I propose that we band together to increase the potential of candy acquisition in 2009 through the use of geographic information and social networking (it’s a little late to start this year). I suggest that next year we combine the strengths of webmapping/mobile mapping and GeoRSS in order to create a realtime map of when different locals celebrate and locations with the best candy and possibly provide a way to vet locations to help parents find places they feel safe taking their children. Yeah, that is it. Maybe not ‘manifesto’ worthy, but I wanted to toss it out there. I will mention that candymap.org is available if anyone wants to get this started
Schmap continues to do things right. I have been interested in their Guides and excited about the iPhone implementation of the Guides (still love the rotate to map UI). Their latest open beta, Schmap.me, flips their regular model of helping you find places to bringing a way to help others find you, or at least your address. While the concept of creating a webmap to share your location isn’t new, but it is a great implementation. You can choose your own path (mine is Schmap.me/jesse.rouse for instance) that will link to your map. The map is Schmap’s standard Google Map base and it has a simple interface. The simple interface would be a great place for Schmap to expand to allow users to add different types of information (which you already can with a little html in the notes field). Overall, Schmap continues to approach location/map user interfaces in simple and effective ways.
Our reader Ed always sends me links to cool sites, and walkscore is no exception. It’s a Google Maps mashup site that calculates the walkability (using a 0-100 scoring system) of a neighborhood, based on how many services are available within a walkable distance. Walkscore does not factor in the aesthetic appeal of a neighborhood, just how easy it would be to maintain a car-free lifestyle. Currently, the site claims to have over 40 US cities (in fact, I was able to get a walkscore for here in Morgantown, so it’s probably pretty broad coverage. Ed pointed out that it would be a great tool for checking out conference venues to see what’s around, and I think that’s a great idea. In fact, I’m already checking out downtown Chicago for a conference in November.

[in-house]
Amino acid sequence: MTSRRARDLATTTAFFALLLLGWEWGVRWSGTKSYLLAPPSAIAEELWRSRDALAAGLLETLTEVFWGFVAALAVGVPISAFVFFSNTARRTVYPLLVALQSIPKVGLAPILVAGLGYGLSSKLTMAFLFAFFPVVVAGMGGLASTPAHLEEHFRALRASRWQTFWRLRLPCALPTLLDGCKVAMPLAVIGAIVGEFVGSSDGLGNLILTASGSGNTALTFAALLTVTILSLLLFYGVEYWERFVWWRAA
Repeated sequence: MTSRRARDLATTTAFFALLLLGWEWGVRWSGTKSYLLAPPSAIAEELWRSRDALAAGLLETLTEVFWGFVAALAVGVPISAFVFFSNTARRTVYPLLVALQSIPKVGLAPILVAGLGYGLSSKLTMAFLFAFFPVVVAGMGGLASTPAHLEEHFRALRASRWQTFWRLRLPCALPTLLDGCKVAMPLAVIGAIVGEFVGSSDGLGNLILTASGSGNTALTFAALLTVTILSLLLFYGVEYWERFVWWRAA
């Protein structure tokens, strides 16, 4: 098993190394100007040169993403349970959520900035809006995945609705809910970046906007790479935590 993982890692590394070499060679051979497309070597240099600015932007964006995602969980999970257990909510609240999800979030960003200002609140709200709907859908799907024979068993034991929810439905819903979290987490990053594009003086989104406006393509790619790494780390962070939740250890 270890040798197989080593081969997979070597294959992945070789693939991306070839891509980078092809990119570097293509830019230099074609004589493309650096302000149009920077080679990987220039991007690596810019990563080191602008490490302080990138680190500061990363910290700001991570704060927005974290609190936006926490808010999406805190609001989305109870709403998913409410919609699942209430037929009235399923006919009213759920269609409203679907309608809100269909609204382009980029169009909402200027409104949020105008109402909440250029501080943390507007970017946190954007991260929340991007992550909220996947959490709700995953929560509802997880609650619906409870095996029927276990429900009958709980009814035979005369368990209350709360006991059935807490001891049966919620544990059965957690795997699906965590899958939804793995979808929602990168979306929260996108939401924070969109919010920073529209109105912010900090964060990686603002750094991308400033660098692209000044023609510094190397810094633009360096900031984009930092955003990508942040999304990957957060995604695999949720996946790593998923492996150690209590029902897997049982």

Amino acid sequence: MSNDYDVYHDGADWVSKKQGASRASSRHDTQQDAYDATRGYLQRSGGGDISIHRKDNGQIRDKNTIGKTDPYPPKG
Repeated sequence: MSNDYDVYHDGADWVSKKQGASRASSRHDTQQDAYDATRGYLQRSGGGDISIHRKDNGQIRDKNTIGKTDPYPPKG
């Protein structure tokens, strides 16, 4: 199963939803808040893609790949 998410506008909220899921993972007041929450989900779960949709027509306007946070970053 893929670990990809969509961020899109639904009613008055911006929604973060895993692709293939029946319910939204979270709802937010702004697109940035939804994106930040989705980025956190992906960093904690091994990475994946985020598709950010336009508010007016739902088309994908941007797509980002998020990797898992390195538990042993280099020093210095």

Here’s a great example for the San Diego Convention Center
Google has posted a nice 3-minute video giving you an inside look at Google Map Maker, the company’s new tool that allows users to contribute and edit map data for certain countries.
Based on Google Maps, the Metropolitan Police’s new Crime Mapping Test Site is now up and running in beta and, while the functionality is just pretty basic display of crime stats for neighborhood levels, the interface is nice and easy to use. Each neighborhood polygon has an info window with summary stats on crime levels and tabs for comparison with the whole metropolitan area, and even yearly trends. There’s no functionality right now for locating individual crimes, but the plans seems to be to add functionality over time, and there are links to other related websites.
Via Gear Live